In the hectic corporate world, there is often no time to lose especially when quick decisions have to be taken and hence the OODA loop provides a good basis to the decision making and the way in which the decision makers can go about their decision making process. In conclusion, the succeeding articles would look at each of the components of the OODA loop in detail and the concept would be discussed thoroughly and comprehensively. In a similar fashion we can analyse how Dhoni's decision making model is much similar to the mentioned OODA loop, wherein he is seen to follow steps similar to- observe, orient, direct & act. He observes the wicket, pitch, oponent and also keeps in mind the competitive advantage of his team. Thereafter he devises a strategy and a clear picture in the mind on how to combat the threats of the rival team and how to overcome weaknesses of his teammates. Then he delegates and directs his players to act in a manner as decided by him, and thereby follows the last stage- the real action. Most of the time much to the displeasure of critics and commentators dhoni is seen taking unconventional decisions but in the end we all know that these decisions have for most of the time led to becoming an advantage on their side. Hence we can clearly relate the decision making style of dhoni as that of ooda loop.
Dhoni is at once dignified and candid, grounded but with high aspirations: Prof E.S. Srinivas, Visiting Fellow at the Centre for Leadership, Innovation and Change at the Indian School of Business. He has also conducted leadership development programmes for organisations. Intuitive decision-making is based on identifying organised patterns and underlying structures in our experience. To take such decisions, the leader should have a strong sense of assurance and confidence, and needs to communicate that confidence by not being shaky or projecting insecurity. Charismatic leaders are not necessarily very bright or great advisors. Dhoni seems to have a simple and clear view of cricket. While acknowledging the uncertainty involved - "on my day I will succeed", he does not worry too much about it. Though it may be too early to evaluate Dhoni as a leader, he has shown traces of a transformational leader, flashes of charisma and indicators of a Level-5 leadership.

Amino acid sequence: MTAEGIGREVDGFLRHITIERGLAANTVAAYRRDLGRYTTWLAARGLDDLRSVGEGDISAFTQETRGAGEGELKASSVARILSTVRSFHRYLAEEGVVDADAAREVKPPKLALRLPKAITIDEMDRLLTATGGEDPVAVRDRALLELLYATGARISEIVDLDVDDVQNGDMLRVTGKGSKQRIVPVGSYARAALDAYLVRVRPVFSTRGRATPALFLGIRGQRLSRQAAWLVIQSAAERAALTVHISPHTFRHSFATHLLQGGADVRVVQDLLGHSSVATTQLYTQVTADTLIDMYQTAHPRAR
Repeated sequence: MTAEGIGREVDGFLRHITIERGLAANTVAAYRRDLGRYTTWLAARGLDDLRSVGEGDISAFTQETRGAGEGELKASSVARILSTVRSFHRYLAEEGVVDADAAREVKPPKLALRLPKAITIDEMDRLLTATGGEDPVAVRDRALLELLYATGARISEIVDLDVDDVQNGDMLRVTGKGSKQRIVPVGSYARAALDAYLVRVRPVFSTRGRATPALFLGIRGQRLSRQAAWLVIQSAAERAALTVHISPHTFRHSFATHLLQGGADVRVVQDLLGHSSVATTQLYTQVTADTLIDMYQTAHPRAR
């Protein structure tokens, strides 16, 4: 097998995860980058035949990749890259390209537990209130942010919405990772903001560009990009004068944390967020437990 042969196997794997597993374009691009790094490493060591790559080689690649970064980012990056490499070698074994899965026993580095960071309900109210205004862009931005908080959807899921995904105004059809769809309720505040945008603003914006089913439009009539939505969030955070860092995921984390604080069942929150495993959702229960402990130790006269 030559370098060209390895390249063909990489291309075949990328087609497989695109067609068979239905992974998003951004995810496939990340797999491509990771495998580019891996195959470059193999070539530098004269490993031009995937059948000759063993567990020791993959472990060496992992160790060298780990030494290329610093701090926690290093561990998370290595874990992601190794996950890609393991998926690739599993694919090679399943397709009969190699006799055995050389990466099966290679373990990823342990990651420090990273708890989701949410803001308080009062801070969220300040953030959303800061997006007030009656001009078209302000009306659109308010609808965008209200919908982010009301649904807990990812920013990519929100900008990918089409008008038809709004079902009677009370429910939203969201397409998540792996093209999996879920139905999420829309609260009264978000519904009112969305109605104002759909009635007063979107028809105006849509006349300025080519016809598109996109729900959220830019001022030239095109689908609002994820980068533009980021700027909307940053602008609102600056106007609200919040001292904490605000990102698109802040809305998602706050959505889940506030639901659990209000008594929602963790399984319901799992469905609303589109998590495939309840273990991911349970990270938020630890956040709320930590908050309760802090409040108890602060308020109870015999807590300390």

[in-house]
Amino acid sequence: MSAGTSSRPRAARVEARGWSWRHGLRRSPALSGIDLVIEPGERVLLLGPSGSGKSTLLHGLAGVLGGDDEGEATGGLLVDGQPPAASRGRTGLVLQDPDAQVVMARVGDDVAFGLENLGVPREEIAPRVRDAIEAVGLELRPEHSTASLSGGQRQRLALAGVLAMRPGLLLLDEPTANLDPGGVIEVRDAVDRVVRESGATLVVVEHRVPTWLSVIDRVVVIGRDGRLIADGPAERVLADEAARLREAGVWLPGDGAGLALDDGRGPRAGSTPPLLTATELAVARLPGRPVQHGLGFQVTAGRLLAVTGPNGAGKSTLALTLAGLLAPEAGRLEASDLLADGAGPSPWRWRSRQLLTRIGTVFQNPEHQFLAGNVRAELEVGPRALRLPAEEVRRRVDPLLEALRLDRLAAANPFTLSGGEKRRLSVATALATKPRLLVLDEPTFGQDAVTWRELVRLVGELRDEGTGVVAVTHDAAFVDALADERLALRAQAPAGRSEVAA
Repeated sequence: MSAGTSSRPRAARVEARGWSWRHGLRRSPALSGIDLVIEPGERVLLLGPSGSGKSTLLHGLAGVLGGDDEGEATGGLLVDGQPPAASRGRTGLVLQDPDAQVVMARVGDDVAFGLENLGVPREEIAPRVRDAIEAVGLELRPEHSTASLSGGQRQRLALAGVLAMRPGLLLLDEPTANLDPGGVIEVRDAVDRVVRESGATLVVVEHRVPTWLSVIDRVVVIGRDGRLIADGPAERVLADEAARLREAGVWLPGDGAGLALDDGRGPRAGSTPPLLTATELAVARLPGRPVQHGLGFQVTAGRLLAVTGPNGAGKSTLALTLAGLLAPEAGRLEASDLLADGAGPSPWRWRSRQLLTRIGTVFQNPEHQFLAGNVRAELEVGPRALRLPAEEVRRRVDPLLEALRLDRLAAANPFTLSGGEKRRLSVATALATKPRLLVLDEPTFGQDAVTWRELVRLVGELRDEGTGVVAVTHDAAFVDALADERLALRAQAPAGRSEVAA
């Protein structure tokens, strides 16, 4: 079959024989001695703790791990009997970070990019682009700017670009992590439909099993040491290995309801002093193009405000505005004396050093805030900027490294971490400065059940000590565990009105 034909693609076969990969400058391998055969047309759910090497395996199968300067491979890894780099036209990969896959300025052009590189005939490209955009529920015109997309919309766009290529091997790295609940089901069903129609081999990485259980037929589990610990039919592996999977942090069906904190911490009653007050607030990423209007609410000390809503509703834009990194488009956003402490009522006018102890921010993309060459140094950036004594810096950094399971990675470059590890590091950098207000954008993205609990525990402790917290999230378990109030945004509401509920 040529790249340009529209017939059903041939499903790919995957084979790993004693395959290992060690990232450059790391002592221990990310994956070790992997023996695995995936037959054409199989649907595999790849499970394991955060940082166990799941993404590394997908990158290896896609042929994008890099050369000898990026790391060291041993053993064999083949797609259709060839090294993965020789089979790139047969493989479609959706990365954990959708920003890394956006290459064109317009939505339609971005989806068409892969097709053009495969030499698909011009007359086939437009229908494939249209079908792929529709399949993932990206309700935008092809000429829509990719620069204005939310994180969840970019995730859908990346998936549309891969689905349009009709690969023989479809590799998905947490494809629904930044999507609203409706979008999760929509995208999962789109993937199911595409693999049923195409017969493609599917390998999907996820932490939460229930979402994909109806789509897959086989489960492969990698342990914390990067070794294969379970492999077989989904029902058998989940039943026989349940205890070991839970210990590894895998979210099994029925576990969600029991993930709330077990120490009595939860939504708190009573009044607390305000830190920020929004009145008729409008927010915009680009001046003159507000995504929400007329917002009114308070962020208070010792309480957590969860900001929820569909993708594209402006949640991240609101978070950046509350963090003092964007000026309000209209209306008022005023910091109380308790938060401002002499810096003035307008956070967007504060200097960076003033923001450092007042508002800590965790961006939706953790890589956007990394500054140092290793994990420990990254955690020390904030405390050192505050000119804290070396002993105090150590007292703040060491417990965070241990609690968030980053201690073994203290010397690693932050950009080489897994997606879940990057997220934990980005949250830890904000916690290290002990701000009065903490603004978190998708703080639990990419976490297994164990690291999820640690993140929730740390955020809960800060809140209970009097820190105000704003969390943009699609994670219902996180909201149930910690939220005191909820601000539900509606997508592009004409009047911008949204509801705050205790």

Transformational leaders inspire followers to transcend their self- interest for the team. Dhoni demonstrated this many times by sacrificing his record for team performance. These leaders communicate high expectations and express important issues simply (playing for the country and not for the crowd or gallery). Charismatic leaders are willing to take personal risks to achieve their vision, exhibit behaviours that are out of the ordinary. Dhoni's unconventional behaviour - batting style in the initial years and leading style in later years as captain - reflects this tendency. As a Level-5 leader, Dhoni blends personal humility and strong professional will, takes responsibility for failures and gives credit to others for successes. Dhoni is at once dignified and candid, grounded but with high aspirations, cool but determined. He demonstrates equanimity by being graceful under pressure and his body language exudes confidence even when the situation is not going well for the team
Bibliography The content of this project is a combination of various articles(TOI, economic times india, business today etc.) and observations made by eminent personalities(business person, faculty, cricket analysts etc.) as evident in newspapers. Opinions of the management faculty of renowned institutions have also been incorporated to study Dhoni as a leader from organizational behavior perspective. Pictures have been obtained from google search engines. Whereas relations to theories have been made solely by our team, after careful analysis and observation THANKING YOU REGARDS Made & compiled by- Simran Soni ;
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MSD A LEADER WHO THINKS DIFFERENTLY ; INTRODUCTION • MS Dhoni India • Full name Mahendra Singh Dhoni • Born July 7, 1981, Ranchi ...
Mahendra Singh Dhoni, pronunciation (born July 7, 1981 in Ranchi, Bihar) (now in Jharkhand) is an Indian cricketer and the current captain of the Indian ...